Transmissible spongiform encephalopathies (TSEs)
Transmissible spongiform encephalopathies (TSEs) are diseases of the brain and nervous system which gradually destroy brain tissues, giving it a characteristics sponge-like appearance under a microscope. Examples of TSEs are scrapie in sheep, bovine spongiform encephalopathy in cattle, and Creutzfeldt-Jakob disease (CJD) in humans.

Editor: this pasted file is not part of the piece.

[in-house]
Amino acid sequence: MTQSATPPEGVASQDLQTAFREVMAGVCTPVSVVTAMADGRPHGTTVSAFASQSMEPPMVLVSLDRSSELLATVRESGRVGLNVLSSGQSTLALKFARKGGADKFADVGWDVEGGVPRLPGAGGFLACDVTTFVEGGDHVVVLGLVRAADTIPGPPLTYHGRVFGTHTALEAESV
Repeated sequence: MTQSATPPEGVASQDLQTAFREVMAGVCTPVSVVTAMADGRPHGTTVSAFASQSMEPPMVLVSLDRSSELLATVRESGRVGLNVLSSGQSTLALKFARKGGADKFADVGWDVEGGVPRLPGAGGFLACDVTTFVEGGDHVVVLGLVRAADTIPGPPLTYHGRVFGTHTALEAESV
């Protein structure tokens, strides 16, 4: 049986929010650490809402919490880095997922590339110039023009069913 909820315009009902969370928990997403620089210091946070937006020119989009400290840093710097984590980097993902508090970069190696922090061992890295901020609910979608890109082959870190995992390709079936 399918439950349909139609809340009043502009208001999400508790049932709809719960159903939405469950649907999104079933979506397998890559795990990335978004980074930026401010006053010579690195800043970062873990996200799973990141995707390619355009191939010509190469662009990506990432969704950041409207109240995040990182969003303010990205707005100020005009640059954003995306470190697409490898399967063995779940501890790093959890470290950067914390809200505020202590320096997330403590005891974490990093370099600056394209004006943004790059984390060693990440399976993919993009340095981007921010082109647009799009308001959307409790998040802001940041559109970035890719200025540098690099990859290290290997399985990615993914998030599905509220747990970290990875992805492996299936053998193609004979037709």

There are several forms of CJD in humans, the most common being sporadic CJD, which affects mostly middle-aged or elderly people.
There is also a rare, familial form of the disease which can be inherited called Gerstmann-Sträussler-Scheinker syndrome (GSS). In 1996 the UK National CJD Surveillance Unit identified a new form which affects mostly young adults, known as variant CJD (vCJD).
This section contains more information on UK research into TSEs, both by the MRC and other funding organisations.